Regex in .NET: Using named capturing groups to extract data

In regex, capturing groups give you a way to save text and refer to it later. Capturing groups can be named, and referred to by their name. When they aren’t named, you refer to them by their index number.

In this article, I’ll show how to use named capturing groups by solving the problem of extracting data out of Kindle highlights from a book I just finished reading.

1 – Get the raw data

First of all, here is a snippet of a few highlights. I got this from the Amazon Kindle highlights website.

Your Kindle Notes For: Fooled by Randomness: The Hidden Role of Chance in Life and in the Markets (Incerto Book 1) Nassim Nicholas Taleb Last accessed on Monday March 2, 2020 Note(s) Yellow highlight | Page: 243 You attribute your successes to skills, but your failures to randomness. Yellow highlight | Page: 248 A more human version can be read in Seneca’s Letters from a Stoic, a soothing and surprisingly readable book that I distribute to my trader friends (Seneca also took his own life when cornered by destiny). Yellow highlight | Page: 249 Self-help books (even when they are not written by charlatans) are largely ineffectual. Yellow highlight | Page: 249 The only article Lady Fortuna has no control over is your behavior. Good luck.

2 – Determine what data you want to extract

I want the page number and the highlighted text.

For example, I want to convert this line:

Yellow highlight | Page: 249 The only article Lady Fortuna has no control over is your behavior. Good luck.

Into this:

PageText
249The only article Lady Fortuna has no control over is your behavior. Good luck.

3 – Write the regex

I always use .NET Regex Tester to write regex and test it quickly.

Here is the regex to extract the Page and Text from the highlights data.

Explaining this regex

I’m going to break down and explain the regex statement above.

\w+ highlight \| (Location|Page):

The purpose of this is to find the start of each highlight.

RegexExplanation
\w+ highlightMatches one or more alphanumeric characters followed by the literal “highlight”.

I could’ve specified the colors instead of matching any words, like this (Blue|Yellow), but I used \w+ instead because I don’t want to have to fix this if Kindle adds more colors.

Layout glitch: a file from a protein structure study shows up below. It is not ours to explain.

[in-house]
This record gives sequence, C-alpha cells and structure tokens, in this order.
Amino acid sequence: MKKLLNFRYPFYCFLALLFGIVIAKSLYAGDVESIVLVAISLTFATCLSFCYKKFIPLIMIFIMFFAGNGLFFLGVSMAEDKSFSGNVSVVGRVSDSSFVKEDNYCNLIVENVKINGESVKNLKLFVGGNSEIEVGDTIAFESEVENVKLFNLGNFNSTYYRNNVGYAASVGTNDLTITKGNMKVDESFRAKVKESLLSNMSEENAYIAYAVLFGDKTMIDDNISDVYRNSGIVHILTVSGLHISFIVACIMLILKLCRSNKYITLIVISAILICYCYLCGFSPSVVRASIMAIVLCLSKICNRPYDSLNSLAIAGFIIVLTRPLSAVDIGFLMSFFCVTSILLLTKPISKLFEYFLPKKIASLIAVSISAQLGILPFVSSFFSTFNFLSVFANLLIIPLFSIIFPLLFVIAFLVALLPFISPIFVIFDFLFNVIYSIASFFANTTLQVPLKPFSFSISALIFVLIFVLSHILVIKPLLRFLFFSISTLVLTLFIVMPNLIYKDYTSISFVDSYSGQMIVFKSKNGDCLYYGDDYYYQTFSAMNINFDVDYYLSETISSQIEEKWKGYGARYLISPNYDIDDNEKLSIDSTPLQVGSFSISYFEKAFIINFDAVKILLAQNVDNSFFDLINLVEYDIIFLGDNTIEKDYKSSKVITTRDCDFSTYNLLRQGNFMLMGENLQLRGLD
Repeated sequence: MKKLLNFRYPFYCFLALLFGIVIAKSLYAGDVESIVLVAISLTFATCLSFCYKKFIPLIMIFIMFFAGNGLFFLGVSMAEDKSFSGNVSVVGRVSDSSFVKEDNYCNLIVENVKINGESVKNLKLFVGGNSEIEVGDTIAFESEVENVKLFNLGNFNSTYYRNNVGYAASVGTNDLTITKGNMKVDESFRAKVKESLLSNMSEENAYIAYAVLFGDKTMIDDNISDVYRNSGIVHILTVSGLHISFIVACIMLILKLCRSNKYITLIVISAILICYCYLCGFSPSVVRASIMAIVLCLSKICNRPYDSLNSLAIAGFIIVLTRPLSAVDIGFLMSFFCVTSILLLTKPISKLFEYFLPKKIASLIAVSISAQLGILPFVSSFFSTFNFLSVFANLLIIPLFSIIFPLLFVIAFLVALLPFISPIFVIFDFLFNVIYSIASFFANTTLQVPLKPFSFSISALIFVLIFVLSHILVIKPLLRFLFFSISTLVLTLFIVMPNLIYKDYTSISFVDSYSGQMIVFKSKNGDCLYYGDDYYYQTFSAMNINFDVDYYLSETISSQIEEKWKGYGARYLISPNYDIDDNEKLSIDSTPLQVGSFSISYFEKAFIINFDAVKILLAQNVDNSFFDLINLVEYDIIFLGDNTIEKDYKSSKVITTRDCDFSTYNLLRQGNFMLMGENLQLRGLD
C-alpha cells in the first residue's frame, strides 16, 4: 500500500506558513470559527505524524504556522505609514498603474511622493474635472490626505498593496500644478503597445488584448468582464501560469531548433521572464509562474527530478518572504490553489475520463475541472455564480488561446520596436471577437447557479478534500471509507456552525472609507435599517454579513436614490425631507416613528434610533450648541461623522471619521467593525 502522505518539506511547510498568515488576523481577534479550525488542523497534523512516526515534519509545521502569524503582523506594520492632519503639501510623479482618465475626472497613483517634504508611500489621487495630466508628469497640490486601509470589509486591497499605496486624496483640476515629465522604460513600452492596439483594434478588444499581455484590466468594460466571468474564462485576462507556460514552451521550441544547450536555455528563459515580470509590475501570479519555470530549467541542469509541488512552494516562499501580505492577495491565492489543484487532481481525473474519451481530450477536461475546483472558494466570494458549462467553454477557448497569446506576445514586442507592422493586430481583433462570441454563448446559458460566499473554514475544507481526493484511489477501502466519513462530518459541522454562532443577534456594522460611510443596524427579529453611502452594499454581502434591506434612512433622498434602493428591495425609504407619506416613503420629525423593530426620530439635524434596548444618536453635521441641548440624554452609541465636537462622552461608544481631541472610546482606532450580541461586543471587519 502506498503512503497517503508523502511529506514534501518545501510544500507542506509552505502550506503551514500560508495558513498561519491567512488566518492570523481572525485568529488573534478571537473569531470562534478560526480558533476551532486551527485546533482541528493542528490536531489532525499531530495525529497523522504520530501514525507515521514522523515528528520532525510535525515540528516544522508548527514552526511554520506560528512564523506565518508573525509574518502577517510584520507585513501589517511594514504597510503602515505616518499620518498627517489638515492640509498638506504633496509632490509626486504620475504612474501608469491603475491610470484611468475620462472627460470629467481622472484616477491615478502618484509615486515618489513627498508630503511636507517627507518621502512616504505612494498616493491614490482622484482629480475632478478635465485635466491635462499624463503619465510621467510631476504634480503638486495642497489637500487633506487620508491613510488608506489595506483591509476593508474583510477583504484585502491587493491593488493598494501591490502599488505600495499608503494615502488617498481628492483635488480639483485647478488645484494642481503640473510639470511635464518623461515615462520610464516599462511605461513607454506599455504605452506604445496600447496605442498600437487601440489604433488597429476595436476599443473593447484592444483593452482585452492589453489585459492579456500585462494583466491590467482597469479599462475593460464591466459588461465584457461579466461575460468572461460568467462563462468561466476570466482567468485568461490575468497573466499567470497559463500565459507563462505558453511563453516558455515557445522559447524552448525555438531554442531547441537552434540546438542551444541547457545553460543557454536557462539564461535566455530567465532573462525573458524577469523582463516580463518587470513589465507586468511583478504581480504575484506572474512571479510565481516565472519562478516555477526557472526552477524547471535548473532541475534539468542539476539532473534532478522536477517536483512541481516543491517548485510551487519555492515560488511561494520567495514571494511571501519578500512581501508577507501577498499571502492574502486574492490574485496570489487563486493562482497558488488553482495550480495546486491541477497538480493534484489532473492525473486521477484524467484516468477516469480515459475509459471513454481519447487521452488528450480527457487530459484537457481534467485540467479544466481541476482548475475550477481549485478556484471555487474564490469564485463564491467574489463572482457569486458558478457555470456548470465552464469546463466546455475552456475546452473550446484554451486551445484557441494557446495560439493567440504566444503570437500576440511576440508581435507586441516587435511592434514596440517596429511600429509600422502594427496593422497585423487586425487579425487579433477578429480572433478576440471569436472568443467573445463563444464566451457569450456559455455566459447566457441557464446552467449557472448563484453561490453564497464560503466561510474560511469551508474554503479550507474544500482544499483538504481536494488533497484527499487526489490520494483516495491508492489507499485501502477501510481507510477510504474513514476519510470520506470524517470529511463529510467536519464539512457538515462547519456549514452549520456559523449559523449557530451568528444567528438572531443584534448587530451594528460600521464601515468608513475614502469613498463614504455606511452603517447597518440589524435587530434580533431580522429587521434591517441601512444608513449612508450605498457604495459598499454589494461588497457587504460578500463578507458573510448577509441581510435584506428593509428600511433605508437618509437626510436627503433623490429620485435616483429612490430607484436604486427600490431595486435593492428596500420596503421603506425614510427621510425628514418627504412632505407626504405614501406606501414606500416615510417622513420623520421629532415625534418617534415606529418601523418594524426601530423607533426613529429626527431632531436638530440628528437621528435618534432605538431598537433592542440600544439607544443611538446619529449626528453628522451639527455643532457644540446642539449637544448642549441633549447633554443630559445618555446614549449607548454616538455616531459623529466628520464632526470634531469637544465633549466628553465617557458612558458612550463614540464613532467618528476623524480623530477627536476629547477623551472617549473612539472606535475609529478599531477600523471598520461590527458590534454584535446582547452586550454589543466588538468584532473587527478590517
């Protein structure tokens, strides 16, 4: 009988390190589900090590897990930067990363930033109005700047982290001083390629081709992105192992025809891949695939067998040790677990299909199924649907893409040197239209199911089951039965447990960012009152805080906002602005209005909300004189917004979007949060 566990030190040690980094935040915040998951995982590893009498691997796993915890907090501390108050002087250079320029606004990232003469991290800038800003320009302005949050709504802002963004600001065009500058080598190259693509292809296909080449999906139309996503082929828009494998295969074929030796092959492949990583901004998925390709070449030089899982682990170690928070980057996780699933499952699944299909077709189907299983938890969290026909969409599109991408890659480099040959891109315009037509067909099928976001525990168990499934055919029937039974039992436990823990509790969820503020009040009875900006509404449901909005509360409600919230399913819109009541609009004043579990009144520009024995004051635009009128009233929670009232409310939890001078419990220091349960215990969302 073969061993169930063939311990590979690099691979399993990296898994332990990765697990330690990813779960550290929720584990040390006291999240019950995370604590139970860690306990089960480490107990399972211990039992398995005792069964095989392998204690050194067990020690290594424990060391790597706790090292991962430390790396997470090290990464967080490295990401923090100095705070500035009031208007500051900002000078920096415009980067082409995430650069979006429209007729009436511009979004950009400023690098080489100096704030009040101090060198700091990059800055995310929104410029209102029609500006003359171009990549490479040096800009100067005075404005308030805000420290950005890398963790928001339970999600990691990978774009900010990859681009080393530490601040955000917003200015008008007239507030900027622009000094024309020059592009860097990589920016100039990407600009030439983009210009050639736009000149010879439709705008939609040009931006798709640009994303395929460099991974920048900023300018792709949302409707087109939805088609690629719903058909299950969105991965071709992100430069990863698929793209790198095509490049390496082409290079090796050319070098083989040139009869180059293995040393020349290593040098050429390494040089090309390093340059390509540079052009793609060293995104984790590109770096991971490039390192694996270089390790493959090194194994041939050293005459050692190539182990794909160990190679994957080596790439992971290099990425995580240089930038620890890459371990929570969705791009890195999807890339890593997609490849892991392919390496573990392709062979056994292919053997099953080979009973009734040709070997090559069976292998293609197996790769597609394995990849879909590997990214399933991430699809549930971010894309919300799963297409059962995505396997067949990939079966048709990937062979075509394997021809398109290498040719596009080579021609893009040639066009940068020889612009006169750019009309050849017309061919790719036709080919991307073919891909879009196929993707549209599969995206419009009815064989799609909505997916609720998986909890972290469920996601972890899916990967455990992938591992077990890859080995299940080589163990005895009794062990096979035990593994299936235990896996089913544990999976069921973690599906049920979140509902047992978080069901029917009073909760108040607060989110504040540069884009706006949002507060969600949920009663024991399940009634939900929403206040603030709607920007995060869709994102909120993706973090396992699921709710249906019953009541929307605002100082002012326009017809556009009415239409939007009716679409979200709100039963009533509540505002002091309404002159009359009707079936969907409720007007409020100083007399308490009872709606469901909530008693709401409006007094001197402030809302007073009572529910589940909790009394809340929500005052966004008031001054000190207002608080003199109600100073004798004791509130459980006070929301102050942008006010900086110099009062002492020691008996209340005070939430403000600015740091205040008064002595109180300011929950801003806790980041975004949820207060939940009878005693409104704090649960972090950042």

\| Matches a pipe character “|”. This has to be escaped with “\” because “|” is an operator in regex.
(Location|Page): Matches the word “Location: ” or “Page: “. I’ve seen both in Kindle highlights.

Now that the start of each highlight block is known, the second part of the regex is used to capture the data that I want to extract from the highlight block.

(?<page>[0-9,])\r\n
Regex Explanation
() Capturing group. Anything within the parentheses is part of the captured group and can be referenced later on.
?<page> Names this capturing group “page”. This group can be referenced by the name “page” later on.
[0-9,] Matches digits and commas. Ex: 99, 100, 1,000
\r\nMatches a Windows newline.
(?<highlight>.*)
RegexExplanation
()Capturing group
?<highlight> Names the capturing group “highlight”.
.*Matches everything

4 – Use the regex in code

using System; using System.Collections.Generic; using System.Text.RegularExpressions; namespace RegexCapturingGroups { public class KindleHighlight { public int Page { get; set; } public string Text { get; set; } } public class KindleHighlightParser { private static readonly Regex regex = new Regex(@"\w+ highlight \| (Location|Page): (?<page>[0-9,]+)\r\n(?<highlight>.*)", RegexOptions.Compiled); public List<KindleHighlight> ParseHighlights(string rawHighlightData) { var kindleHighlights = new List<KindleHighlight>(); foreach (Match match in regex.Matches(rawHighlightData)) { kindleHighlights.Add(new KindleHighlight() { Page = Convert.ToInt32(match.Groups["page"].Value), Text = match.Groups["higlight"].Value }); } return kindleHighlights; } } }

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